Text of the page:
For their work linking illnesses of Vietnam War veterans to the herbicide and defoliant sprayed by the U.S. military in country, The American Legion recognized chemist Jeanne Mager Stellman and her husband Steven, an epidemiologist, with the Distinguished Service Medal in 2003.

"They have played a key role in helping to convince lawmakers and leaders that Agent Orange exposure caused lingering health problems," National Commander Ronald F. Conley said. "Many ailing Vietnam veterans have a hard time proving to the Department of Veterans Affairs that their illnesses are related to Agent Orange exposure. Their research helps to ease the burden of that proof."

Accepting the award, Steven Stellman told convention delegates, "When some of the scientific community questioned both the science, and even the public-health importance, of studies involving veterans, you were always there to remind us that we were on the right track. We owe a large debt of gratitude to a thousand very special Legionnaires and their families."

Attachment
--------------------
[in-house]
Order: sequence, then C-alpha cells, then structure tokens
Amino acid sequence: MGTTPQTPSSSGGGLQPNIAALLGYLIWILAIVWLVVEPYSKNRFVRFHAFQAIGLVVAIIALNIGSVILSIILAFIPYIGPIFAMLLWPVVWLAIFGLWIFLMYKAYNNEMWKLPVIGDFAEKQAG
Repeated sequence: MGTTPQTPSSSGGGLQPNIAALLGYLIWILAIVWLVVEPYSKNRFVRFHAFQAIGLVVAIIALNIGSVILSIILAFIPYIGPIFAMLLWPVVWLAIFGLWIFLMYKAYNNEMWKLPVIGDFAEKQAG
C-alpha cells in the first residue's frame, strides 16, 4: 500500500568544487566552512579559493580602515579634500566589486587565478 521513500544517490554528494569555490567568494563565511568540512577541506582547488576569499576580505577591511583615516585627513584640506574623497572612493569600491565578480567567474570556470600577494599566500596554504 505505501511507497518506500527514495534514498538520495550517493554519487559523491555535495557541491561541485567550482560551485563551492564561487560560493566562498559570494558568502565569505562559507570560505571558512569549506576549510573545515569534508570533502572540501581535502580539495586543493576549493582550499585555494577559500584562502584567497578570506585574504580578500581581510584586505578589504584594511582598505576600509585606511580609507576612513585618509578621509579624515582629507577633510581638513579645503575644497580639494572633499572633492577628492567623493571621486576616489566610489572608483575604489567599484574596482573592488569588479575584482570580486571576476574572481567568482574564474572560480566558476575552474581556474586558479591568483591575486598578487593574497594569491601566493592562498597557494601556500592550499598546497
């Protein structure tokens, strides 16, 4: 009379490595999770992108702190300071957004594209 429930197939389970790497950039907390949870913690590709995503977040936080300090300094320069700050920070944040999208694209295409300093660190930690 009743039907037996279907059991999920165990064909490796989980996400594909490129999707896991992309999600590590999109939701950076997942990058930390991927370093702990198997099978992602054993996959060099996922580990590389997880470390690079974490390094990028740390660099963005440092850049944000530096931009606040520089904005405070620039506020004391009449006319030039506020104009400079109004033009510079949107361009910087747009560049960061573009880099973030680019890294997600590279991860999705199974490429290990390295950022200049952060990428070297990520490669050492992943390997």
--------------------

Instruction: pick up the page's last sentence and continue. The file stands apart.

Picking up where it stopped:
Jeanne echoed her husband's sentiments. "We did a study for you and we ran right up against the opposition of the government," she said. "They said no one was exposed and no study could be done, and the Legion fought all the way up to the Supreme Court. They didn't win that fight, but they did manage to work with friends in Congress and get the Agent Orange Act passed in 1991, and it was the first time that outside scientists were brought in."

Jeanne belongs to the SUNY Downstate Medical Center faculty in Brooklyn, N.Y. She previously served 27 years at the Mailman School of Public Health at Columbia University in New York. Though her formal training is in physical chemistry, she has written extensively on occupational health hazards and women's occupational health. She was editor of the journal Women and Health for 19 years.

Steven is a professor of epidemiology at the Mailman School of Public Health at Columbia University in New York. In addition to his Agent Orange work, he has studied tobacco-related cancers and the environmental factors of breast cancer. He also served as research director for the World Trade Center Health Registry.

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